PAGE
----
The Commonwealth Secretary-General, Rt Hon Patricia Scotland KC, is in Gabon to highlight the importance of protecting global biodiversity at the One Forest Summit in Libreville this Thursday.
The conference, held by the President of Gabon, Ali Bongo Ondimba, and the French President, Emmanuel Macron, seeks to secure commitments on the protection of vital forest ecosystems like the Congo Basin, and see the inception of initiatives to reverse the global loss of biodiversity.
The Secretary-General will join Heads of Government, Ministers of State and global experts at the conference, where she will give a speech on Thursday March 2, 2023.
She will also meet with the President of Gabon, and other government ministers, to advance Commonwealth co-operation on the environment, and explore areas of collaboration.
She said: “The world is moving in the right direction in recognising the importance of preserving biodiversity. However, more work needs to be done to change the disastrous trajectory we are on, that, according to the UN, could result in the extinction of one million plant and animal species.“
The sustainable management of forests environments, like the Congo Basin, is essential to addressing interrelated global challenges, foremost among them climate change and biodiversity loss.“
The Commonwealth can learn many lessons from Gabon’s leadership in this area, particularly in its management of its natural areas, its climate change mitigation strategy and carbon neutral policies, and its move to diversify its economy to make it greener.
“I look forward to discussing how the Commonwealth family can learn from Gabon, and how in turn the Commonwealth can support Gabon’s aspirations through initiatives like the Climate Finance Access Hub, the Living Lands Charter and the Blue Charter.”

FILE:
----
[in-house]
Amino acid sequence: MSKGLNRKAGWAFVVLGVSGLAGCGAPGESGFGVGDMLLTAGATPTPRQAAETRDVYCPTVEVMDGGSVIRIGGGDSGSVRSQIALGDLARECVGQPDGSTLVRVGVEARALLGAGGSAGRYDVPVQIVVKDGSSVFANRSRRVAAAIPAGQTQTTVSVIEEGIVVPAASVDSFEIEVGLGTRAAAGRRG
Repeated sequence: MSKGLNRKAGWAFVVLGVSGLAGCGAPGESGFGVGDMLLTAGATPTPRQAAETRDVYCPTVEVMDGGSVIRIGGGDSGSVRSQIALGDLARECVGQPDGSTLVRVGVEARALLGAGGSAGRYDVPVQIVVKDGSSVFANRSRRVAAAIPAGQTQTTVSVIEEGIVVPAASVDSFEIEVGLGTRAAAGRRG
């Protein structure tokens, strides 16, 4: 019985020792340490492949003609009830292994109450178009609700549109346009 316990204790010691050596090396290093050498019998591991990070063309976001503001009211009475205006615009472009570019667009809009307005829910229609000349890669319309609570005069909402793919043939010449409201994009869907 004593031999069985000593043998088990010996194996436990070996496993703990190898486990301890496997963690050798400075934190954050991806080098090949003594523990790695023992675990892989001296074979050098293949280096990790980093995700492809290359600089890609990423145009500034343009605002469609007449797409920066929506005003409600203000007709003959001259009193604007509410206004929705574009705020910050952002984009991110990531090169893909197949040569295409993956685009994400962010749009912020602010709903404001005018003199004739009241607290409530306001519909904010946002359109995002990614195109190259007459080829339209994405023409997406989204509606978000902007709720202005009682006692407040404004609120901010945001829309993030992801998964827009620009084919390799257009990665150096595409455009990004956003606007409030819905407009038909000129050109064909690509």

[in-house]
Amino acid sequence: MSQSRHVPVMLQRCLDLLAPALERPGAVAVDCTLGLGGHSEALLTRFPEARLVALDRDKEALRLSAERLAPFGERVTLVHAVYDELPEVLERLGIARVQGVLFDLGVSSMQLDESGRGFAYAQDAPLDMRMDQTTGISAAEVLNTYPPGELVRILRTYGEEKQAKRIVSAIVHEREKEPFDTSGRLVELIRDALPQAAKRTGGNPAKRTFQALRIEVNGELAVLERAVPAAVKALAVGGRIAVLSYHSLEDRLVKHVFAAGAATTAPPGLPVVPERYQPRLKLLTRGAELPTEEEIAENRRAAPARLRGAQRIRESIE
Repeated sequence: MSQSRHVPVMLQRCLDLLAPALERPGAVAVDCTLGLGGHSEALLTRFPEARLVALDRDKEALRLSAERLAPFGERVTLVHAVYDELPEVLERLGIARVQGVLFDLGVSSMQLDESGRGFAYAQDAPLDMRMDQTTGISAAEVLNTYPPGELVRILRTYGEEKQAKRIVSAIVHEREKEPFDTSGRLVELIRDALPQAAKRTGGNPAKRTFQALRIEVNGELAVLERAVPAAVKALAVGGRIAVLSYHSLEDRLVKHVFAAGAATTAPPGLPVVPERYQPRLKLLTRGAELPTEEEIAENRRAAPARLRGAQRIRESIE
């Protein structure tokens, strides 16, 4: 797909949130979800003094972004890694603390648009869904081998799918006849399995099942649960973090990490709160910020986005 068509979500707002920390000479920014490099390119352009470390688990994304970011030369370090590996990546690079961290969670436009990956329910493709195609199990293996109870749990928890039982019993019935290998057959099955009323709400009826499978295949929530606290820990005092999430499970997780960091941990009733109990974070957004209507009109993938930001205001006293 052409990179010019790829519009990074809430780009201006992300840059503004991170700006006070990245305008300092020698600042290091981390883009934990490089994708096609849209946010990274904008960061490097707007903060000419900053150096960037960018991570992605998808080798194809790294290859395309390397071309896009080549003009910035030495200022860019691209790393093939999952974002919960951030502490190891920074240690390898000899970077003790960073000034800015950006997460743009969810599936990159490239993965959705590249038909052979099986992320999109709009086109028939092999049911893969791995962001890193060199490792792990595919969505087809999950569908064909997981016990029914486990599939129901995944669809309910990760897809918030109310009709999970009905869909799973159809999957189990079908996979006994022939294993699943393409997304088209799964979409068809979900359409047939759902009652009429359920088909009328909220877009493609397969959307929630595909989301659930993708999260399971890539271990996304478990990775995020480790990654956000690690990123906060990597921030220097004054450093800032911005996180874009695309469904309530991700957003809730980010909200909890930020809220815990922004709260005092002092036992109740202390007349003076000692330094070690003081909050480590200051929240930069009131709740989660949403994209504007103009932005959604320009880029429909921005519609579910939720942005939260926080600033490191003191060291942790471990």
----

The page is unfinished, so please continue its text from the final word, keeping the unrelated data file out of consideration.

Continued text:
Gabon became the 55th member of the Commonwealth at the Commonwealth Heads of Government meeting in Rwanda last June, joining alongside Togo.
It is now one of 56 countries representing 2.5bn people, of which over 60% are under the age of 30.
Biodiversity is particularly important for the Commonwealth as it is home to to 23% of the world’s land area, 8.8 million km² of forest land, nearly one third of all oceans and critical biodiversity ecosystems like the tropical forests of Papua New Guinea and keystone species like savanna elephants.
The Commonwealth also includes 400 endemic species – those restricted to geographical areas – which live in 25 small island developing states.
Nearly a third (29%) of the world’s megadiverse countries are members of the Commonwealth, with many in tropical regions.
The Commonwealth helps member countries protect their environments and use their natural resources sustainably through programmes such as the Blue Charter, the Living Lands Charter, the Commonwealth Sustainable Energy Transition Agenda and the Commonwealth Climate Finance Access Hub, which helps countries unlock climate finance.As of January 2023, the initiative has unlocked US$67.5 million, and an additional US$2.9 million in co-financing.